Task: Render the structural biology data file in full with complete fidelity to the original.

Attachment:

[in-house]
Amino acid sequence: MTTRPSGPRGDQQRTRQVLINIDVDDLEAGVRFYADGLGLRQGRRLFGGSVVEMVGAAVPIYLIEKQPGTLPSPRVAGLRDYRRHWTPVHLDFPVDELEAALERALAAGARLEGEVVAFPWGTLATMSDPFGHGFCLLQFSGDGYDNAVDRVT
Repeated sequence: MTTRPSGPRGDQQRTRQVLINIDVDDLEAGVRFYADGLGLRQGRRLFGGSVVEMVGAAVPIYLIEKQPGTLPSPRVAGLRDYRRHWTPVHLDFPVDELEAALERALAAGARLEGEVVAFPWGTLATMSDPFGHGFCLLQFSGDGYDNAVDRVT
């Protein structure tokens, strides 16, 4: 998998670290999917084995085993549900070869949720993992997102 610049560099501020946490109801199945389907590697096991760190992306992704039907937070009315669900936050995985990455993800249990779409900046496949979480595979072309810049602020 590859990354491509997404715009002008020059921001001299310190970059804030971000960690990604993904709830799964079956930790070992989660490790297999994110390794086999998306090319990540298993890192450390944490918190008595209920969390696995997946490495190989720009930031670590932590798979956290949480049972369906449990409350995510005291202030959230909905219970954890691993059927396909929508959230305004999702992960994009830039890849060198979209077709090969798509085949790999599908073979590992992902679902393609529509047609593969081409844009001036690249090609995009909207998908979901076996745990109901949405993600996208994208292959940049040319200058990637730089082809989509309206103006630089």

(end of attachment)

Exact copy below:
[in-house]
Amino acid sequence: MTTRPSGPRGDQQRTRQVLINIDVDDLEAGVRFYADGLGLRQGRRLFGGSVVEMVGAAVPIYLIEKQPGTLPSPRVAGLRDYRRHWTPVHLDFPVDELEAALERALAAGARLEGEVVAFPWGTLATMSDPFGHGFCLLQFSGDGYDNAVDRVT
Repeated sequence: MTTRPSGPRGDQQRTRQVLINIDVDDLEAGVRFYADGLGLRQGRRLFGGSVVEMVGAAVPIYLIEKQPGTLPSPRVAGLRDYRRHWTPVHLDFPVDELEAALERALAAGARLEGEVVAFPWGTLATMSDPFGHGFCLLQFSGDGYDNAVDRVT
């Protein structure tokens, strides 16, 4: 998998670290999917084995085993549900070869949720993992997102 610049560099501020946490109801199945389907590697096991760190992306992704039907937070009315669900936050995985990455993800249990779409900046496949979480595979072309810049602020 590859990354491509997404715009002008020059921001001299310190970059804030971000960690990604993904709830799964079956930790070992989660490790297999994110390794086999998306090319990540298993890192450390944490918190008595209920969390696995997946490495190989720009930031670590932590798979956290949480049972369906449990409350995510005291202030959230909905219970954890691993059927396909929508959230305004999702992960994009830039890849060198979209077709090969798509085949790999599908073979590992992902679902393609529509047609593969081409844009001036690249090609995009909207998908979901076996745990109901949405993600996208994208292959940049040319200058990637730089082809989509309206103006630089």